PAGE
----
Lubelskie/ Medieval sword discovered at a peat bog
Completely preserved medieval sword from the 14th century has been discovered at a peat bog near Hrubieszów. The finder donated the artefact to the local Fr. Stanisław Staszic Museum. "This is a unique find in the region" - said Bartłomiej Bartecki, director of the museum.
The sword was discovered last week in the Commune of Mircze, a dozen kilometers south of Hrubieszów. The founder donated the artefact to the Museum in Hrubieszów. The weapon is corroded, but preserved almost entirely. Only the hilt has not survived to our time.
"The place where the discovery was made is a wetland and a peat bog. It is possible that an unlucky knight was pulled into the marsh, or simply lost his sword" - told PAP Bartłomiej Bartecki, director of Fr. Stanisław Staszic Museum in Hrubieszów.
This two handed sword was a typical weapon in the 14th century. "It is very light - it originally weighed about 1.5 kg. Today it measures about 120 cm" - added Bartecki. In his opinion the sword was very well made; it is well balanced, perfect for fencing.
On the rear bar of the weapon there is a clear sign of an isosceles cross inscribed in the shape of an heraldic shield, probably made by the blacksmith. Bartecki explained that it was a kind of a maker\'s brand. This symbol was normally not visible, because the bar was covered by a hilt made of wood, bone or antler.
"This is a unique find in the region. It is worth pointing out that while there are similar artefacts in museum collections, their places of discovery is often unknown, and that is very important information for historians and archaeologists" - he noted.
In the coming days archaeologists will go to the place of discovery. They intend to carry out limited excavations. This could shed light on the circumstances in which the weapon ended up in the ground. Scientists hope to discover the missing elements of the knight\'s equipment.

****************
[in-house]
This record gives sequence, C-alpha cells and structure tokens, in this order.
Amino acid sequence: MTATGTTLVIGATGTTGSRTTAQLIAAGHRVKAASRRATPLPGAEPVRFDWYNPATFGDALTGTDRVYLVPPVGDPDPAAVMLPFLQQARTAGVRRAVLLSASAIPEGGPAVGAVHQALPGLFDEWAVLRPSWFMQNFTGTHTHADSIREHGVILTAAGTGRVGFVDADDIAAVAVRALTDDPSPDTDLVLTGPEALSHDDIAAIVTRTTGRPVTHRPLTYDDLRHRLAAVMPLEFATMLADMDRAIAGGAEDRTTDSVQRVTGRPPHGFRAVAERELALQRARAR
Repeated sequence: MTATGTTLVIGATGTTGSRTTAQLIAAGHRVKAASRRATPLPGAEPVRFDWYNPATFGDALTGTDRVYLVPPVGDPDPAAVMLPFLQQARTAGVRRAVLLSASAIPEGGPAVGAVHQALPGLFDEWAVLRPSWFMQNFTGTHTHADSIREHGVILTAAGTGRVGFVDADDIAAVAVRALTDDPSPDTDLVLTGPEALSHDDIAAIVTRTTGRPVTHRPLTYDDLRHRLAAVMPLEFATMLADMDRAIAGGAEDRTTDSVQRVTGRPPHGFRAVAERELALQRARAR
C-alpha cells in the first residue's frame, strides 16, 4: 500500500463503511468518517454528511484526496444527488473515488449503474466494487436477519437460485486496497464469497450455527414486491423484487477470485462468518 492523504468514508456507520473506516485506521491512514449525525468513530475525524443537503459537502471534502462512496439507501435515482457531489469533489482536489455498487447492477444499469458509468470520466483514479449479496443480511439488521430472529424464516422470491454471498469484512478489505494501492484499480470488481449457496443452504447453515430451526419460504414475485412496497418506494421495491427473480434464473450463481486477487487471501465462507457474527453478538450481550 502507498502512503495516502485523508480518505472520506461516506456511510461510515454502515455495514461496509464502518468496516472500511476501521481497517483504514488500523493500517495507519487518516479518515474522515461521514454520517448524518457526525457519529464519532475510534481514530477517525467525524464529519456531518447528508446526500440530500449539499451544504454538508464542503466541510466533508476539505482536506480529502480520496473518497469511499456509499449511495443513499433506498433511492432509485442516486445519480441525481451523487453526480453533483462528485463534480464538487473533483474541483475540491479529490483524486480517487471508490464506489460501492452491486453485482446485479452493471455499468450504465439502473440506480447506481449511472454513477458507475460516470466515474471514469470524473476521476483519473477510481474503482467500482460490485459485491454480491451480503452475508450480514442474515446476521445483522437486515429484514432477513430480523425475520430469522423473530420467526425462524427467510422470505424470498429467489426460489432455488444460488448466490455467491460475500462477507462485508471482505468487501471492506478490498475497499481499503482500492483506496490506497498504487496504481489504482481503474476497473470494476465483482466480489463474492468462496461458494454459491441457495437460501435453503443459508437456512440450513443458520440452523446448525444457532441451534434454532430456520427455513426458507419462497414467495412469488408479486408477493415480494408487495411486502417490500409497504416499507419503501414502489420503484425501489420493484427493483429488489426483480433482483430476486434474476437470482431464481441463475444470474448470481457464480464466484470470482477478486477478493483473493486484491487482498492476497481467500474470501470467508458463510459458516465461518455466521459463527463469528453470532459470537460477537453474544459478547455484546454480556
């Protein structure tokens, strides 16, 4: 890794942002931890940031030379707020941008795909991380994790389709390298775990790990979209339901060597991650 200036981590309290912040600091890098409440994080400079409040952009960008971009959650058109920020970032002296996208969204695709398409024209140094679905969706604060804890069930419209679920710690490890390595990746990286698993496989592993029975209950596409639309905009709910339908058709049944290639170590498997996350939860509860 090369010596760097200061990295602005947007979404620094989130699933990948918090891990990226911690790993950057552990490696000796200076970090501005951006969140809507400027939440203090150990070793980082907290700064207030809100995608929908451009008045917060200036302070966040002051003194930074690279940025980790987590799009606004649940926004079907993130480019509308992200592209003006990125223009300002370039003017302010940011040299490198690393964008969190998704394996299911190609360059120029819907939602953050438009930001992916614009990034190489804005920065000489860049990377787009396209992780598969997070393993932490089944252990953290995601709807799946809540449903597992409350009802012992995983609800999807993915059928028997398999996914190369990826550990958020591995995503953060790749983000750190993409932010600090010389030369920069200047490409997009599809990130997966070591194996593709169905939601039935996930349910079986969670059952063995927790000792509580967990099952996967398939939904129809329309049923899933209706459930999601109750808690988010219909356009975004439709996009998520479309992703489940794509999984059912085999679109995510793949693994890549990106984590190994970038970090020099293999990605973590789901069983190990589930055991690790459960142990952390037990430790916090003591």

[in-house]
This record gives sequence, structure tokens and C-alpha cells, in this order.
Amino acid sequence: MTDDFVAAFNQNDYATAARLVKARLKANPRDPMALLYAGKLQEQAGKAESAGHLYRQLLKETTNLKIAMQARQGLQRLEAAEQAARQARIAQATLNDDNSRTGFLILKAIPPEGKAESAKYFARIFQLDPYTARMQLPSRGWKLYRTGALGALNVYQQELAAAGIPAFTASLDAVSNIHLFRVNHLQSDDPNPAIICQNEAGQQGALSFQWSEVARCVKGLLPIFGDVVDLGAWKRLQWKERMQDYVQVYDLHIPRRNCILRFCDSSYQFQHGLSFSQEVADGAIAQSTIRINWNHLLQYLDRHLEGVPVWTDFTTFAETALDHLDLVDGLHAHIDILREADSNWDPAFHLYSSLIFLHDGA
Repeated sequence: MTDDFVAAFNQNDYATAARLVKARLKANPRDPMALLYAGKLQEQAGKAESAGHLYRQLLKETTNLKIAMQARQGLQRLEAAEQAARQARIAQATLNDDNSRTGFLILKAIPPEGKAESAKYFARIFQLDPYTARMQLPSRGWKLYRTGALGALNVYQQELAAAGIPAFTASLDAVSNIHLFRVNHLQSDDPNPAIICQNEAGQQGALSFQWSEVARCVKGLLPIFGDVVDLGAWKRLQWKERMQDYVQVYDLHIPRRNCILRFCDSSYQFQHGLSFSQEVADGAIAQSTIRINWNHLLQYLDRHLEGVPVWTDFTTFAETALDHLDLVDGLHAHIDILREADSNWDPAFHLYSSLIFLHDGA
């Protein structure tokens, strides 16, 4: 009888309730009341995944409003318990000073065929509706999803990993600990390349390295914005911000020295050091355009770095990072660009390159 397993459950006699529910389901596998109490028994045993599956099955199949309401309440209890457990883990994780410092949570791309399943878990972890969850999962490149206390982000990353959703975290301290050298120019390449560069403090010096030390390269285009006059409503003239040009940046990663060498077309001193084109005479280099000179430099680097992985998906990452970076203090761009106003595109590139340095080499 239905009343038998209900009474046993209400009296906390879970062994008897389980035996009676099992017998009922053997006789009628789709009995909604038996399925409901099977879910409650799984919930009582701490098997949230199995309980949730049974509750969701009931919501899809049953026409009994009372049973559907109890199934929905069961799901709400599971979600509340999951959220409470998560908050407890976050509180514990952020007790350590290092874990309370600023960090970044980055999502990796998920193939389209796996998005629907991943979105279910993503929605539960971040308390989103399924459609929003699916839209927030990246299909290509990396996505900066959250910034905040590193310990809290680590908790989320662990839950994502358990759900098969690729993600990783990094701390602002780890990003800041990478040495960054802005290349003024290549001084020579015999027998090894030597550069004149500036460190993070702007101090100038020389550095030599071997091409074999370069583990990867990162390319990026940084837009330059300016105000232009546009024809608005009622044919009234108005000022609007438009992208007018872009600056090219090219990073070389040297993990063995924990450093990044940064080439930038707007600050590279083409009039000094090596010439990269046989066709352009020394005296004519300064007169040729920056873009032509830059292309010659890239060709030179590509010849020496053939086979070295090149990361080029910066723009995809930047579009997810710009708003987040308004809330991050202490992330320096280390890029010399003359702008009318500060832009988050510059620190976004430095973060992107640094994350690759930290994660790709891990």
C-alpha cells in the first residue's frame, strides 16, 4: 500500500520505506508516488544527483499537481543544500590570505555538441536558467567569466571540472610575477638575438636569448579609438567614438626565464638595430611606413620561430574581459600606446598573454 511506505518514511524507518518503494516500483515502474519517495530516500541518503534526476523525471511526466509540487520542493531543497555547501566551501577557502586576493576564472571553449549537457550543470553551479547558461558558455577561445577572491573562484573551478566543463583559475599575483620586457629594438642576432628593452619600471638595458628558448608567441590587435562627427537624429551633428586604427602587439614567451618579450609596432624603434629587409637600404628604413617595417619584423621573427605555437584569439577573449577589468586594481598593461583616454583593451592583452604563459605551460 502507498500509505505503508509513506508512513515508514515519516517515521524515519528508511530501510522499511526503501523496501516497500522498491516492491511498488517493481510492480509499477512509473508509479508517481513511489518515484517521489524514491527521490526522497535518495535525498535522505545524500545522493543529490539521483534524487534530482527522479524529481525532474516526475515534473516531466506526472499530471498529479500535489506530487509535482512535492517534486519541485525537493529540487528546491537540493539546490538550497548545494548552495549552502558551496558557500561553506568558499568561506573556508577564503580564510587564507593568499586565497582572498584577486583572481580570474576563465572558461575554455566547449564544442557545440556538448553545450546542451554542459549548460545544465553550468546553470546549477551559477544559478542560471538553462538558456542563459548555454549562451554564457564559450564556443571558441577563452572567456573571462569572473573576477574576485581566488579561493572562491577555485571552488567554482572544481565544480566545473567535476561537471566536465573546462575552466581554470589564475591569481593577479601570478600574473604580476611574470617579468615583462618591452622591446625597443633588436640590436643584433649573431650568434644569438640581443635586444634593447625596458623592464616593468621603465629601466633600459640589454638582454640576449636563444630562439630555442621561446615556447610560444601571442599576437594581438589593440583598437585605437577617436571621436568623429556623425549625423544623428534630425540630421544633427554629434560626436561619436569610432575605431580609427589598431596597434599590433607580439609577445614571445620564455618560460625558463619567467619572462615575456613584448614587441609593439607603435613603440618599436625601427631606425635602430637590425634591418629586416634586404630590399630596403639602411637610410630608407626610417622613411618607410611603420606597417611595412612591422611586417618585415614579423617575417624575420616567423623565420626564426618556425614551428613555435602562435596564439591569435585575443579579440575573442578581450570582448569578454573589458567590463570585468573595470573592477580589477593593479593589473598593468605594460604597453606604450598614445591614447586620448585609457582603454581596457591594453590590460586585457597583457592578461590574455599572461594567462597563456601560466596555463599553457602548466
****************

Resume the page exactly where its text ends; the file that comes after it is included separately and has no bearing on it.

The museum director emphasised that the attitude of the accidental discoverer was "exemplary". In his opinion, reporting of archaeological finds to the competent relevant services is becoming the norm. In April, an exhibition was opened at the Hrubieszów Museum that presented more than 500 items, most of which were handed over to the museum by accidental finders. "These were objects of exceptional scientific and artistic value" - Bartecki noted.
The sword will undergo conservation in Warsaw. "This treatment will also help determine its owner. We believe that there could be engraved signs on the blade near the hilt; those were most often made by swordmakers who marked swords for the knights. This could help us determine the origin of the weapon" - believes Bartecki.
The director of the museum assured that after the conservation and analyses, the sword would become part of the main exhibition at the Museum in Hrubieszów. (PAP)
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